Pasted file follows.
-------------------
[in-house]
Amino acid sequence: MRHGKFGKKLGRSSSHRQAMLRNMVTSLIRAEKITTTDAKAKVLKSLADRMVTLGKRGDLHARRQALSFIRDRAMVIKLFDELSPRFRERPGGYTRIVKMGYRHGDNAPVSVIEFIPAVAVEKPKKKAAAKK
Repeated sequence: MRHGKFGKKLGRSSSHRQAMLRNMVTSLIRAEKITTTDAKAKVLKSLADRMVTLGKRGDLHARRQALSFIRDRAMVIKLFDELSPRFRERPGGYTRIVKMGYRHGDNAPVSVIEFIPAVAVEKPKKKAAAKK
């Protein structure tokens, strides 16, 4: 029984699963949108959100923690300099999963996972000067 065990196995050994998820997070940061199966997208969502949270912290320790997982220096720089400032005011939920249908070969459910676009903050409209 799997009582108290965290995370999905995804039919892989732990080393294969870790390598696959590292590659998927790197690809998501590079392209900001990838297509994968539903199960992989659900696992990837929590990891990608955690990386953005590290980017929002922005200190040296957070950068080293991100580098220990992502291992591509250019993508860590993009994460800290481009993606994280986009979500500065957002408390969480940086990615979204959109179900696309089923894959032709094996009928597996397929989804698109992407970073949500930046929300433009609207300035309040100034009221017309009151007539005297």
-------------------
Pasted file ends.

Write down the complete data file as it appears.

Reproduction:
[in-house]
Amino acid sequence: MRHGKFGKKLGRSSSHRQAMLRNMVTSLIRAEKITTTDAKAKVLKSLADRMVTLGKRGDLHARRQALSFIRDRAMVIKLFDELSPRFRERPGGYTRIVKMGYRHGDNAPVSVIEFIPAVAVEKPKKKAAAKK
Repeated sequence: MRHGKFGKKLGRSSSHRQAMLRNMVTSLIRAEKITTTDAKAKVLKSLADRMVTLGKRGDLHARRQALSFIRDRAMVIKLFDELSPRFRERPGGYTRIVKMGYRHGDNAPVSVIEFIPAVAVEKPKKKAAAKK
């Protein structure tokens, strides 16, 4: 029984699963949108959100923690300099999963996972000067 065990196995050994998820997070940061199966997208969502949270912290320790997982220096720089400032005011939920249908070969459910676009903050409209 799997009582108290965290995370999905995804039919892989732990080393294969870790390598696959590292590659998927790197690809998501590079392209900001990838297509994968539903199960992989659900696992990837929590990891990608955690990386953005590290980017929002922005200190040296957070950068080293991100580098220990992502291992591509250019993508860590993009994460800290481009993606994280986009979500500065957002408390969480940086990615979204959109179900696309089923894959032709094996009928597996397929989804698109992407970073949500930046929300433009609207300035309040100034009221017309009151007539005297």